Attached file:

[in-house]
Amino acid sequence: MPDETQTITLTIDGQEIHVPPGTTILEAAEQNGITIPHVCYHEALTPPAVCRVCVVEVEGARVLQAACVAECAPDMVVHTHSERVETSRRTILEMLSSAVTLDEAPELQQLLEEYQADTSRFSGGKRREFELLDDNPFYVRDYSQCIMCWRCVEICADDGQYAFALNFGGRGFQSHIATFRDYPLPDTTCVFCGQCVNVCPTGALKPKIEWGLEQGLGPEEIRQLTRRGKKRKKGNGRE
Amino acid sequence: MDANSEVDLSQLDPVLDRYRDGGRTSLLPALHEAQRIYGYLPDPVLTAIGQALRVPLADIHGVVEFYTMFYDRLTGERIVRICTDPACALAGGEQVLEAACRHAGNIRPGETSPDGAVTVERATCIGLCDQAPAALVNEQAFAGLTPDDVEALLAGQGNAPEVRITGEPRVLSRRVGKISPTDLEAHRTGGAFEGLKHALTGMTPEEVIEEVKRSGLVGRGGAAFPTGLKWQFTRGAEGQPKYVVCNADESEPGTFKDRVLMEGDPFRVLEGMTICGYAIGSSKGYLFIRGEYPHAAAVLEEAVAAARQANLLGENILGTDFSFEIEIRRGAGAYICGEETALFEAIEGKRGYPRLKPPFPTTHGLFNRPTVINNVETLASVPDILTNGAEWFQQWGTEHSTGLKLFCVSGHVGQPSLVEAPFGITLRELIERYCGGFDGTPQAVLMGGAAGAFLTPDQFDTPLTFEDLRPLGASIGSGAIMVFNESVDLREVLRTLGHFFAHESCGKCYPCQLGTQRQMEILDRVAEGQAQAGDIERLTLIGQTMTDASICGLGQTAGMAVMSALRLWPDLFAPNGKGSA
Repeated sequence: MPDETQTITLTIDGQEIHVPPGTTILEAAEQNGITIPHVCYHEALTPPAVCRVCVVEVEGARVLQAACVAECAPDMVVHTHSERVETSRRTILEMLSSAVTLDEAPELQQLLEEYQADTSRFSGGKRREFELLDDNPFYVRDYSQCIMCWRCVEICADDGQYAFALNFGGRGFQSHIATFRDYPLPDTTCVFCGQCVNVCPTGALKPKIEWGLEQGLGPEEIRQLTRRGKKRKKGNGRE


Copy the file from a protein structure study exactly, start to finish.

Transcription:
[in-house]
Amino acid sequence: MPDETQTITLTIDGQEIHVPPGTTILEAAEQNGITIPHVCYHEALTPPAVCRVCVVEVEGARVLQAACVAECAPDMVVHTHSERVETSRRTILEMLSSAVTLDEAPELQQLLEEYQADTSRFSGGKRREFELLDDNPFYVRDYSQCIMCWRCVEICADDGQYAFALNFGGRGFQSHIATFRDYPLPDTTCVFCGQCVNVCPTGALKPKIEWGLEQGLGPEEIRQLTRRGKKRKKGNGRE
Amino acid sequence: MDANSEVDLSQLDPVLDRYRDGGRTSLLPALHEAQRIYGYLPDPVLTAIGQALRVPLADIHGVVEFYTMFYDRLTGERIVRICTDPACALAGGEQVLEAACRHAGNIRPGETSPDGAVTVERATCIGLCDQAPAALVNEQAFAGLTPDDVEALLAGQGNAPEVRITGEPRVLSRRVGKISPTDLEAHRTGGAFEGLKHALTGMTPEEVIEEVKRSGLVGRGGAAFPTGLKWQFTRGAEGQPKYVVCNADESEPGTFKDRVLMEGDPFRVLEGMTICGYAIGSSKGYLFIRGEYPHAAAVLEEAVAAARQANLLGENILGTDFSFEIEIRRGAGAYICGEETALFEAIEGKRGYPRLKPPFPTTHGLFNRPTVINNVETLASVPDILTNGAEWFQQWGTEHSTGLKLFCVSGHVGQPSLVEAPFGITLRELIERYCGGFDGTPQAVLMGGAAGAFLTPDQFDTPLTFEDLRPLGASIGSGAIMVFNESVDLREVLRTLGHFFAHESCGKCYPCQLGTQRQMEILDRVAEGQAQAGDIERLTLIGQTMTDASICGLGQTAGMAVMSALRLWPDLFAPNGKGSA
Repeated sequence: MPDETQTITLTIDGQEIHVPPGTTILEAAEQNGITIPHVCYHEALTPPAVCRVCVVEVEGARVLQAACVAECAPDMVVHTHSERVETSRRTILEMLSSAVTLDEAPELQQLLEEYQADTSRFSGGKRREFELLDDNPFYVRDYSQCIMCWRCVEICADDGQYAFALNFGGRGFQSHIATFRDYPLPDTTCVFCGQCVNVCPTGALKPKIEWGLEQGLGPEEIRQLTRRGKKRKKGNGRE